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Old 10-22-2001, 05:01 PM   #1
Dajo251
Dojo: Aikido Downtown
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The latest poll

I am quite curious about the results of the latest poll, it says that 9 people have deleratly hurt others while training in aikido. I was wondering what the motivation behind hurting somone in a setting like an aikido class would be. I would also like to mention that I am not trying to condem people for their actions I am just curious as to why.

Dan Hulley
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Old 10-22-2001, 08:24 PM   #2
PeterR
 
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Are we talking about inflicting pain or inflicting damage?

Peter Rehse Shodokan Aikido
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Old 10-22-2001, 09:18 PM   #3
giriasis
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The poll says: "...deliberately and excessively inflicting damage..." I interpreted this as intentionally inflicting a serious injury on your practice partner. If it was just pain then we do that all the time.

Anne Marie
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Old 10-22-2001, 09:46 PM   #4
Mares
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Quote:
Originally posted by giriasis
The poll says: "...deliberately and excessively inflicting damage..." I interpreted this as intentionally inflicting a serious injury on your practice partner. If it was just pain then we do that all the time.

Anne Marie
Well technically it doesn't stipulate damage. But to deliberately and EXCESSIVELY hurt someone during traning is a worry. I just hope those who said yes were either joking of they don't train at my dojo. I suspect they wouldn't last long anyway.
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Old 10-22-2001, 10:27 PM   #5
PeterR
 
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Well I have deliberately inflicted pain in the dojo but excessive - well I didn't think so.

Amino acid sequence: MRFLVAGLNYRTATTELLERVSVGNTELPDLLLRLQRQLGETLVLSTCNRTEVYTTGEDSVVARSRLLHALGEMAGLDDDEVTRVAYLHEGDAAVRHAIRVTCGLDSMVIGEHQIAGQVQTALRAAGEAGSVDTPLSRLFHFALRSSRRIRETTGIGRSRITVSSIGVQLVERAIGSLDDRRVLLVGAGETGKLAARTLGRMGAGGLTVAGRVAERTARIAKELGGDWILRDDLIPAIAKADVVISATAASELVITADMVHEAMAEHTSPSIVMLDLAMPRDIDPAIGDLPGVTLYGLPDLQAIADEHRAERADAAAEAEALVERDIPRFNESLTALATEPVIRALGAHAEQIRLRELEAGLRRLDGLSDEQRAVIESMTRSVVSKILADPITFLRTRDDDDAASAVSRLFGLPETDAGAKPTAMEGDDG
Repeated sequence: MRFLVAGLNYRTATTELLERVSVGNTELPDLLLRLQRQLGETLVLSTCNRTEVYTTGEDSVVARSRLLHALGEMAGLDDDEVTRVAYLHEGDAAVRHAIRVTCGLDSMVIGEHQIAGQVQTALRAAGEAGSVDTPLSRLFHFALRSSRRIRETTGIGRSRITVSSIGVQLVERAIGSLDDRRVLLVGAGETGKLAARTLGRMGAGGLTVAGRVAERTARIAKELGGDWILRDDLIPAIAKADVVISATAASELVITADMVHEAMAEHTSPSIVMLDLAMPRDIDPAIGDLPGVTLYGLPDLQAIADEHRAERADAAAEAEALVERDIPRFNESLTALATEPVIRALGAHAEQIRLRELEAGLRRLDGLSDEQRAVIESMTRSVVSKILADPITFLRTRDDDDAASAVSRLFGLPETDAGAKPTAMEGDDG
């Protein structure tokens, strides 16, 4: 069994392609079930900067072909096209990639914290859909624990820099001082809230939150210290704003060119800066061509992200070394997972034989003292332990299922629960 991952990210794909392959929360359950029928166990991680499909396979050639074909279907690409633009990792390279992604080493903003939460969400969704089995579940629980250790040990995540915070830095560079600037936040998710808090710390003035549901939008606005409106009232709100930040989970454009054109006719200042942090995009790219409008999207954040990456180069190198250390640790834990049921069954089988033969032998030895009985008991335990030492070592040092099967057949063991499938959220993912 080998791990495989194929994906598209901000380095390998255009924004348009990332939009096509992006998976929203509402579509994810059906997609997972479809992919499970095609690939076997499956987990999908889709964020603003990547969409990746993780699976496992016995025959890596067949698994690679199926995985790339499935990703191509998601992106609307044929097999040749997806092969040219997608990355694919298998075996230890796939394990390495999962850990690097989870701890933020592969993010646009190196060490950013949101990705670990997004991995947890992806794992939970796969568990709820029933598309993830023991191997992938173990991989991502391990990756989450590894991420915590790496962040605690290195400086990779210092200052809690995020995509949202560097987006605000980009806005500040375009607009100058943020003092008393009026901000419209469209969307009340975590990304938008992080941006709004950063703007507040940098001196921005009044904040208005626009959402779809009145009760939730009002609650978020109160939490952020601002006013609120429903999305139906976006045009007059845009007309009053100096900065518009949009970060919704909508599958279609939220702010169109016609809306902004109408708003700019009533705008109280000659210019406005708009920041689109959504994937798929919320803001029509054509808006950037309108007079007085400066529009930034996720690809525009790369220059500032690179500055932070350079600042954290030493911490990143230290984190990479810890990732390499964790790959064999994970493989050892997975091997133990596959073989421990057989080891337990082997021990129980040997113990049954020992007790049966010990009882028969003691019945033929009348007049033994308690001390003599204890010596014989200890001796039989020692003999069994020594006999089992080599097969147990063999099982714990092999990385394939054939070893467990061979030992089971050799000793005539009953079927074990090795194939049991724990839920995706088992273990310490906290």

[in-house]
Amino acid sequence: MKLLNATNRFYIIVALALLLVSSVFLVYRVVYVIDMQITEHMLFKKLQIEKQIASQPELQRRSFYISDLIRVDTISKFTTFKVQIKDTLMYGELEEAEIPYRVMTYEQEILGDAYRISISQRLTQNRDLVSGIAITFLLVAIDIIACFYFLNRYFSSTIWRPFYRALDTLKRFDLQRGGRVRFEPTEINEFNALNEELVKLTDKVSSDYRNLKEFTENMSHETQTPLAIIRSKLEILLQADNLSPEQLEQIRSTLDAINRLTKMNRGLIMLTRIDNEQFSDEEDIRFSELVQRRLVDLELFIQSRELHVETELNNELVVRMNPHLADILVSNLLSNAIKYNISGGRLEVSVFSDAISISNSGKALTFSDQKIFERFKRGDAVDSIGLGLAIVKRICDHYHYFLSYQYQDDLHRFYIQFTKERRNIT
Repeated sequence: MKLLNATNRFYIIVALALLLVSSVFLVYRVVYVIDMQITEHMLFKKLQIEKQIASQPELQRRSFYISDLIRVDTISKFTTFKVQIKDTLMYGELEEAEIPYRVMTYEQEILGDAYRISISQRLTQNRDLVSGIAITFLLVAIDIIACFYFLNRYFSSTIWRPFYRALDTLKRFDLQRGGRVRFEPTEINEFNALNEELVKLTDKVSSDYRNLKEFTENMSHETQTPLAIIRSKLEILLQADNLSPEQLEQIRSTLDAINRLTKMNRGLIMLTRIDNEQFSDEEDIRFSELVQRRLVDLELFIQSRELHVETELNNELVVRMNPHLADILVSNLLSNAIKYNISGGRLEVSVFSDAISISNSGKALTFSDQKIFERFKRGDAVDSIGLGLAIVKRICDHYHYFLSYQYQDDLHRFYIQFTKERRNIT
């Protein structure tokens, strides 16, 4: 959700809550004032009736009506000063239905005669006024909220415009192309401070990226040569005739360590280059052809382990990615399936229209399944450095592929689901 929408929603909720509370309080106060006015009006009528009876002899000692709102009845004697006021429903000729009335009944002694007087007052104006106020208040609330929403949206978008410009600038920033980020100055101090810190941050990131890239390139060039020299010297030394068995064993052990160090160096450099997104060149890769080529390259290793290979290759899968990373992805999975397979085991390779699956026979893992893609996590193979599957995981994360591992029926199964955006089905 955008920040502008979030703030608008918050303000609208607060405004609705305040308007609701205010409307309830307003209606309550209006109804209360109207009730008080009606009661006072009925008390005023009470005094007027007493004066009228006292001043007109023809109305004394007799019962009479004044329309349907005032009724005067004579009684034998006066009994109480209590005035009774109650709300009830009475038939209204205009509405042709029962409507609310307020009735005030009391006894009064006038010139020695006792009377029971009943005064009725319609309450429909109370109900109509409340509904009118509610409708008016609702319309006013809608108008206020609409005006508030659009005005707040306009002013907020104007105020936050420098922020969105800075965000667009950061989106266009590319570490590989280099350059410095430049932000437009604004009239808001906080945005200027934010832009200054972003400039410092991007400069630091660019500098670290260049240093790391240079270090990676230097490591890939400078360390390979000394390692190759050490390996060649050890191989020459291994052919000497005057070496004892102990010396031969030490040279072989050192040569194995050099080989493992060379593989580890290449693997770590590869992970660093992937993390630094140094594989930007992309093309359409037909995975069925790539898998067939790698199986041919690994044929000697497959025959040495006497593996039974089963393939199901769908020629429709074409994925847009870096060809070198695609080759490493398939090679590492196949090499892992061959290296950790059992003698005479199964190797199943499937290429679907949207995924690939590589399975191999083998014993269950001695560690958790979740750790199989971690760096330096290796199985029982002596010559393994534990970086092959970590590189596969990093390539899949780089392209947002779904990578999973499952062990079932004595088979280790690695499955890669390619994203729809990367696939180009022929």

Damage - well there was some bruising. I wouldn't call that excessive either.

The question is loaded - it said hurt not damage. Excessive according to whose definition.

Pain is part of what we do. Kime is not necessary for a technique to work, even the pins, but the potential is there as is the need to be aware of the possibilites. Not to mention a certain amount of toughening up.

Peter Rehse Shodokan Aikido
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Old 10-23-2001, 04:59 PM   #6
Chuck Clark
 
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Peter,

How are you using the word "kime" in this instance?

Kime to me means "decisive" and can include pain but does not have to. As you say, techniques do not have to create pain to be effective.

Thanks,

Chuck Clark
Jiyushinkai Aikibudo
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Old 10-23-2001, 05:20 PM   #7
PeterR
 
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Hi Chuck;

I know that in the context of Judo's kime no kata - kime means decisive.

In my time in Osaka kime was always used as an application of pressure which more often than not involves pain. The pressure application of Aikikai's yonkyo is a form of kime for example but there are many others.